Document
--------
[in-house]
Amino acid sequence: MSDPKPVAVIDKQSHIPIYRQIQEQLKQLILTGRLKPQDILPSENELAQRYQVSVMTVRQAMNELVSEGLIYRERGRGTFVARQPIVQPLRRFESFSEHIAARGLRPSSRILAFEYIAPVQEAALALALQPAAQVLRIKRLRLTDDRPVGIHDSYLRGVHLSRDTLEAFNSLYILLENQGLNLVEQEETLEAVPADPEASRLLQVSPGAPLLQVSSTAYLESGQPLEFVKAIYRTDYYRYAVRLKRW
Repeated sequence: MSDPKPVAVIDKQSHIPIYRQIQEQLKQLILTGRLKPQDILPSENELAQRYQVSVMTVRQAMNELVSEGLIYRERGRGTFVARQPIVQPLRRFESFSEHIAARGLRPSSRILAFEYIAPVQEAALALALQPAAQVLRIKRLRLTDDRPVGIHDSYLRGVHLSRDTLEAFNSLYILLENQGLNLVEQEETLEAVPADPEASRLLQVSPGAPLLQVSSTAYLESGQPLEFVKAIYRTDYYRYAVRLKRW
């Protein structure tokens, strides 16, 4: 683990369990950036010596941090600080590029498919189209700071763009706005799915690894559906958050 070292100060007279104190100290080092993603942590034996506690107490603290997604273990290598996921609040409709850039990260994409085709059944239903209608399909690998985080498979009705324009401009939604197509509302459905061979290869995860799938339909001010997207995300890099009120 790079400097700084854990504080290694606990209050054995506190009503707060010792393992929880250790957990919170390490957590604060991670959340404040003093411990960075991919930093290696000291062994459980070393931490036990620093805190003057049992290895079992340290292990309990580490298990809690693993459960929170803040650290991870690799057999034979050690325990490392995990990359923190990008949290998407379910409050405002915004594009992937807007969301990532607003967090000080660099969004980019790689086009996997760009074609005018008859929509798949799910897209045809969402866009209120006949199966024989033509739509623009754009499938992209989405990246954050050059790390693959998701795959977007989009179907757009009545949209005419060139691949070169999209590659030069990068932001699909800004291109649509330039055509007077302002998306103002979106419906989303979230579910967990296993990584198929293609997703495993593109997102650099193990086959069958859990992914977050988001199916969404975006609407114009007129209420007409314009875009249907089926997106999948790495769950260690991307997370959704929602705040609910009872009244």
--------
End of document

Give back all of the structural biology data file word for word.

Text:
[in-house]
Amino acid sequence: MSDPKPVAVIDKQSHIPIYRQIQEQLKQLILTGRLKPQDILPSENELAQRYQVSVMTVRQAMNELVSEGLIYRERGRGTFVARQPIVQPLRRFESFSEHIAARGLRPSSRILAFEYIAPVQEAALALALQPAAQVLRIKRLRLTDDRPVGIHDSYLRGVHLSRDTLEAFNSLYILLENQGLNLVEQEETLEAVPADPEASRLLQVSPGAPLLQVSSTAYLESGQPLEFVKAIYRTDYYRYAVRLKRW
Repeated sequence: MSDPKPVAVIDKQSHIPIYRQIQEQLKQLILTGRLKPQDILPSENELAQRYQVSVMTVRQAMNELVSEGLIYRERGRGTFVARQPIVQPLRRFESFSEHIAARGLRPSSRILAFEYIAPVQEAALALALQPAAQVLRIKRLRLTDDRPVGIHDSYLRGVHLSRDTLEAFNSLYILLENQGLNLVEQEETLEAVPADPEASRLLQVSPGAPLLQVSSTAYLESGQPLEFVKAIYRTDYYRYAVRLKRW
């Protein structure tokens, strides 16, 4: 683990369990950036010596941090600080590029498919189209700071763009706005799915690894559906958050 070292100060007279104190100290080092993603942590034996506690107490603290997604273990290598996921609040409709850039990260994409085709059944239903209608399909690998985080498979009705324009401009939604197509509302459905061979290869995860799938339909001010997207995300890099009120 790079400097700084854990504080290694606990209050054995506190009503707060010792393992929880250790957990919170390490957590604060991670959340404040003093411990960075991919930093290696000291062994459980070393931490036990620093805190003057049992290895079992340290292990309990580490298990809690693993459960929170803040650290991870690799057999034979050690325990490392995990990359923190990008949290998407379910409050405002915004594009992937807007969301990532607003967090000080660099969004980019790689086009996997760009074609005018008859929509798949799910897209045809969402866009209120006949199966024989033509739509623009754009499938992209989405990246954050050059790390693959998701795959977007989009179907757009009545949209005419060139691949070169999209590659030069990068932001699909800004291109649509330039055509007077302002998306103002979106419906989303979230579910967990296993990584198929293609997703495993593109997102650099193990086959069958859990992914977050988001199916969404975006609407114009007129209420007409314009875009249907089926997106999948790495769950260690991307997370959704929602705040609910009872009244």